June 14, 1934

CON

Thomas Cantley

Conservative (1867-1942)

Mr. CANTLEY:

Sixty-five years is not a fair age at which to retire a pilot. I think the minister should let the section 6tand.

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CON

Alfred Duranleau (Minister of Fisheries; Minister of Marine)

Conservative (1867-1942)

Mr. DURANLEAU:

What are my hon.

friend's views?

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LIB
CON

Thomas Cantley

Conservative (1867-1942)

Mr. CANTLEY:

I would say seventy-five years, but it depends altogether on the man. It is quite unfair to retire an active man at sixty-five years. There are first class pilots on the St. Lawrence who are seventy-five years of age.

Canada Shipping Act

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CON

Alfred Duranleau (Minister of Fisheries; Minister of Marine)

Conservative (1867-1942)

Mr. DURANLEAU:

My hon. friend will note that in the section there is a provision whereby a pilot reaching the age of sixty-five years can, up to a certain age, renew his licence from year to year.

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CON
CON

Alfred Duranleau (Minister of Fisheries; Minister of Marine)

Conservative (1867-1942)

Mr. DURANLEAU:

I suggest it does. I find in it the words:

Every licensed pilot shall, on attaining the age of sixty-five years, produce and deliver up his licence to the pilotage authority which issued it and such authority may grant him a new licence for one year, and so from year to year, until his seventieth birthday, provided he is declared capable of performing his duties as a pilot by a medical officer appointed by the pilotage authority.

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CON

Thomas Cantley

Conservative (1867-1942)

Mr. CANTLEY:

I would suggest that the minister make the figures seventy years in the first instance and seventy-five years in the second.

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CON

Alfred Duranleau (Minister of Fisheries; Minister of Marine)

Conservative (1867-1942)

Mr. DURANLEAU:

I shall ask to have the section stand. I do not deny the merit in my hon. friend's suggestion, but this is a very important matter. The safety of navigation is an important feature, and I should like to consult experts in the matter.

Section stands.

Sections 329 to 337 inclusive agreed to.

Sections 338 and 339 stand.

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LIB
CON

Charles Napoléon Dorion

Conservative (1867-1942)

Mr. DORION (Translation):

To add the

word "Quebec" after the word "Montreal" in the second paragraph of section 338 and in section 339.

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LIB
CON

Alfred Duranleau (Minister of Fisheries; Minister of Marine)

Conservative (1867-1942)

Mr. DURANLEAU (Translation):

We

shall come to an understanding in this respect.

Sections 340 to 370 inclusive agreed to.

On section 371-Application of pilot funds.

Mr. CANTLEY': Is there any change in regard to the pilotage funds in the ports of North Sydney, Sydney or Halifax?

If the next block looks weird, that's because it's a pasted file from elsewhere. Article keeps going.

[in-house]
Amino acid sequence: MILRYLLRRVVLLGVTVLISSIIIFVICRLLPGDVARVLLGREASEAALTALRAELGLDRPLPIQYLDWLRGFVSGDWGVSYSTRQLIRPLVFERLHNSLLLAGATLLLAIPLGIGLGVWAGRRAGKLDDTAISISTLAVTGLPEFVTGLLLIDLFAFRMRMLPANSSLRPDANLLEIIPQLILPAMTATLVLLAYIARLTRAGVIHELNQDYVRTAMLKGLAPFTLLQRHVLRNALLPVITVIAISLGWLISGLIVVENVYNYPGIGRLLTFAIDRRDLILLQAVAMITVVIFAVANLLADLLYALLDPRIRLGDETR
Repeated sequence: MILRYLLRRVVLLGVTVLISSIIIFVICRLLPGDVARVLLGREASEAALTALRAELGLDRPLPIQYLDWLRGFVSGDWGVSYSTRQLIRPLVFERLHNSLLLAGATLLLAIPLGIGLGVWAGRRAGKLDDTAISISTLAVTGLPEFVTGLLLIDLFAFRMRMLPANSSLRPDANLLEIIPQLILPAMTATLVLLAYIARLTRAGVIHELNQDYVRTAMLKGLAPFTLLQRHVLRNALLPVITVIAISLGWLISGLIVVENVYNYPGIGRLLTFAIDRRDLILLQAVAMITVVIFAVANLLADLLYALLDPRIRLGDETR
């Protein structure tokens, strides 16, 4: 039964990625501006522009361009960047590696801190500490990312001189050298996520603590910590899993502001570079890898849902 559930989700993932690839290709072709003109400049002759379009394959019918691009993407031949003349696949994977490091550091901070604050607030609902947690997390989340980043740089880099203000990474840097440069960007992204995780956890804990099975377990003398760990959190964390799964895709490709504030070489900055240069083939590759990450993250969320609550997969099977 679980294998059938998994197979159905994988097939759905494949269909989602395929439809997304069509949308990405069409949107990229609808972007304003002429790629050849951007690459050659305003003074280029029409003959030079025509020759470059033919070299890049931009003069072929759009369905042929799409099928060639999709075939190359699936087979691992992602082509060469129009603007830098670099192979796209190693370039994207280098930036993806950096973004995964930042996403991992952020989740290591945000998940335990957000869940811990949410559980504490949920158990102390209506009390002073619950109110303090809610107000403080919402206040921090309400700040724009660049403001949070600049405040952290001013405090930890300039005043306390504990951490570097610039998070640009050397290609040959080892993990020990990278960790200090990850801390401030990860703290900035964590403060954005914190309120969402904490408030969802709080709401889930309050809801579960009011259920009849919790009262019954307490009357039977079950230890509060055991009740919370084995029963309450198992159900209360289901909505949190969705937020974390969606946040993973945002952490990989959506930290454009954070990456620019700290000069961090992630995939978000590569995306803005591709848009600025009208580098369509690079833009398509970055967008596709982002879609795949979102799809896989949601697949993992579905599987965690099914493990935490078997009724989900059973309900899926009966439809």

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CON

Alfred Duranleau (Minister of Fisheries; Minister of Marine)

Conservative (1867-1942)

Mr. DURANLEAU:

No change at all.

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Section agreed to. Sections 372 to 405 inclusive agreed to. On section 406-Radio-telegraph installation.


LIB

Thomas Reid

Liberal

Mr. REID:

Is there any provision that home ships shall carry radios? Paragraph (a) of subsection 1 reads:

All passenger ships and other ships of sixteen hundred tons gross tonnage or upwards, regis-74726-252

tered in Canada plying on international voyages shall, unless exempted under the provisions of this act or of the regulations made hereunder, be fitted with a radiotelegraph installation complying with the provisions of article thirty-one of the safety convention and shall carry such operators with such qualifications as are prescribed in the regulations issued hereunder;

There are many ships carrying passengers which go far afield and I think these ships should be made to carry radio. I remember one instance, that of the steamship Princess Mary which struck a rock going up north. Surely vessels of this size should be compelled to carry radio.

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CON

Alfred Duranleau (Minister of Fisheries; Minister of Marine)

Conservative (1867-1942)

Mr. DURANLEAU:

I think the point is covered by the following subsection.

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LIB

Thomas Reid

Liberal

Mr. REID:

I am not familiar with navigation on the lakes but I think radio should be compulsory on such ships.

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CON

Alfred Duranleau (Minister of Fisheries; Minister of Marine)

Conservative (1867-1942)

Mr. DURANLEAU:

Subsection 2, paragraph (b) reads:

This subsection shall also apply to all other steamships of five thousand tons gross tonnage and upwards going on any voyage which is or which includes a voyage of more than two hundred nautical miles from one place to another place: Provided, however, that the governor in council may exempt from the obligations imposed by this paragraph any ship or class of ship if he is of the opinion that having regard to the nature of the voyage in which the ship is engaged or the season of the year or other circumstances of the case, the providing of a radiotelegraph installation or the operation thereof is unnecessary or unreasonable.

I think that covers the point.

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LIB

Thomas Reid

Liberal

Mr. REID:

Does the minister think that the minimum tonnage of 5,000 tons is sufficient? A ship of that size is quite large, while the ships I am referring to are probably three or four thousand gross tons.

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June 14, 1934